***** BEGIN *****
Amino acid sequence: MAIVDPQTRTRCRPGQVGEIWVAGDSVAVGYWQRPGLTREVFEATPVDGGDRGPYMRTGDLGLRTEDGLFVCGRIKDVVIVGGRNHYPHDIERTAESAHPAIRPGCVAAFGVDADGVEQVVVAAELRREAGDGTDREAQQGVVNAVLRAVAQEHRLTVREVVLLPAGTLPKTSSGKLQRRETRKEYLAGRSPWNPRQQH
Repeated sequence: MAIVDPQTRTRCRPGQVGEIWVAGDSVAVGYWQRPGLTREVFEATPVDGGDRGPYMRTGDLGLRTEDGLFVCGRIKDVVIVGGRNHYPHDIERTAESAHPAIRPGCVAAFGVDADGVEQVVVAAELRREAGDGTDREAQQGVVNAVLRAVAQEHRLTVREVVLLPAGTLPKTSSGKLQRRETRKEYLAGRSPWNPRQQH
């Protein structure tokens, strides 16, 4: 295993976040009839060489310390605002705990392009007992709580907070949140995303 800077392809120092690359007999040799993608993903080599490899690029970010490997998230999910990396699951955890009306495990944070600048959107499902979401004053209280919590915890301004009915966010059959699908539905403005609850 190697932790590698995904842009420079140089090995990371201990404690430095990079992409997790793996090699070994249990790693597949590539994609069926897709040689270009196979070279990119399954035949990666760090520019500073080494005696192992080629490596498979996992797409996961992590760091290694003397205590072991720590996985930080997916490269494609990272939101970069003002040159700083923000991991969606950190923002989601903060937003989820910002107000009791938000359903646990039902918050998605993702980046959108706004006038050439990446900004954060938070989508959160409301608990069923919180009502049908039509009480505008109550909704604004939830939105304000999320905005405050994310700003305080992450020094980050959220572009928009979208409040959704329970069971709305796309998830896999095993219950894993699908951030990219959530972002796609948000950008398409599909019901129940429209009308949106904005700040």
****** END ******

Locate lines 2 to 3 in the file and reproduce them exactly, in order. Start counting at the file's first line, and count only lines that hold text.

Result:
Repeated sequence: MAIVDPQTRTRCRPGQVGEIWVAGDSVAVGYWQRPGLTREVFEATPVDGGDRGPYMRTGDLGLRTEDGLFVCGRIKDVVIVGGRNHYPHDIERTAESAHPAIRPGCVAAFGVDADGVEQVVVAAELRREAGDGTDREAQQGVVNAVLRAVAQEHRLTVREVVLLPAGTLPKTSSGKLQRRETRKEYLAGRSPWNPRQQH
């Protein structure tokens, strides 16, 4: 295993976040009839060489310390605002705990392009007992709580907070949140995303 800077392809120092690359007999040799993608993903080599490899690029970010490997998230999910990396699951955890009306495990944070600048959107499902979401004053209280919590915890301004009915966010059959699908539905403005609850 190697932790590698995904842009420079140089090995990371201990404690430095990079992409997790793996090699070994249990790693597949590539994609069926897709040689270009196979070279990119399954035949990666760090520019500073080494005696192992080629490596498979996992797409996961992590760091290694003397205590072991720590996985930080997916490269494609990272939101970069003002040159700083923000991991969606950190923002989601903060937003989820910002107000009791938000359903646990039902918050998605993702980046959108706004006038050439990446900004954060938070989508959160409301608990069923919180009502049908039509009480505008109550909704604004939830939105304000999320905005405050994310700003305080992450020094980050959220572009928009979208409040959704329970069971709305796309998830896999095993219950894993699908951030990219959530972002796609948000950008398409599909019901129940429209009308949106904005700040």